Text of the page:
Always reaching for opportunity, Hoover tried to nudge L.B.J. to take presidential protection away from the Secret Service and give it to the F.B.I. And occasionally Johnson was receptive, especially when the Secret Service did something that displeased him. In January 1964, irate over a memo, written by a Kennedy holdover, that said agents disliked serving under him and wanted to be transferred, L.B.J. barked at Youngblood that he had just told the Secret Service director, James Rowley, “to call all of them in, and to take any of ’em’s resignations that wanted to.”

“And if they don’t want to handle it, we’ll get the F.B.I. to do it,” he said. “Hoover thinks I could be handled a lot better anyway.

“Now I thought I did pretty well after Dallas and I thought I reflected credit on the Secret Service. I did my damnedest to compliment you and everybody else.” But if there were more complaints by Youngblood’s colleagues, he said, “we’ll just change the damned law in about five minutes.”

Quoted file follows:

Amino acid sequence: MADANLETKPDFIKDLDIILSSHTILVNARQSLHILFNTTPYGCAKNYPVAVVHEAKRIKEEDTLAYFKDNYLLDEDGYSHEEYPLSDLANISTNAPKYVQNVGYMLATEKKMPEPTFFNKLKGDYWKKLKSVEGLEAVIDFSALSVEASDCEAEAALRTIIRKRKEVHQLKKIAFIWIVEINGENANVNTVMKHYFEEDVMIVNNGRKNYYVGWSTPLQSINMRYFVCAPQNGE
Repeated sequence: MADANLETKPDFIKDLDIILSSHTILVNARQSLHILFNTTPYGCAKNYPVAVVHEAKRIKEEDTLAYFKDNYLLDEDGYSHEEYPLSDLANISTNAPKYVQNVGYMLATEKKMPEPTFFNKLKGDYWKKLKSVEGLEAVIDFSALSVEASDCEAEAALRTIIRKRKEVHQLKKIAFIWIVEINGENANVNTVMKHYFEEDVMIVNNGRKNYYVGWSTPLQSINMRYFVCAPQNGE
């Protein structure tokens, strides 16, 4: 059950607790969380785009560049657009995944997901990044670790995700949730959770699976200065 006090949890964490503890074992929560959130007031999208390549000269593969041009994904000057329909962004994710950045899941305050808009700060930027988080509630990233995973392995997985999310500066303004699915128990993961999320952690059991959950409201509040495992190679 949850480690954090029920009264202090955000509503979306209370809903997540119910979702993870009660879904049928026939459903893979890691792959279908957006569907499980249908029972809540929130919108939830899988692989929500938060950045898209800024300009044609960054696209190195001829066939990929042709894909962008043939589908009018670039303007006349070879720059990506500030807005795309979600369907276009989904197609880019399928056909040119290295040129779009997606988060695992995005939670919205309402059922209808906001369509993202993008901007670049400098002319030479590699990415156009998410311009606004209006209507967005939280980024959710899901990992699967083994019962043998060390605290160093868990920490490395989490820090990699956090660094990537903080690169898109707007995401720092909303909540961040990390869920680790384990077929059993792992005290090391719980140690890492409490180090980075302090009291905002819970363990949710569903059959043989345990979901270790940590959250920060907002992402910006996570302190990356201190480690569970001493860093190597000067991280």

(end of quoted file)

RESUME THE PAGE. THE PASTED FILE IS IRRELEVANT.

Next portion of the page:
During another moment of pique at the Secret Service that year, Johnson carped that when he traveled, “they notify everybody in town what time you’re coming, how you’re coming, where you’re coming.”

“They do everything except kill you,” he said. “They don’t know how to operate their guns. Hell, I had 10 of ’em out there one day trying to kill a snake, and they couldn’t kill it — they just emptied the gun — at my ranch.”

More surprising, even in the knowledge that he was trying to reduce federal spending during his first year as president, Johnson grumbled that his Secret Service coverage was too expensive and overwhelming. This was despite the obvious fact that so recently in Dallas, Secret Service protection had been insufficient. Presuming that the safety of the White House was beyond reproach — perhaps inadvisably, given the disclosures of the threats to President Obama in 2011 and last month — Johnson told Director Rowley in March 1964 that he wanted even fewer agents than Kennedy had “because I’m staying right in this house.”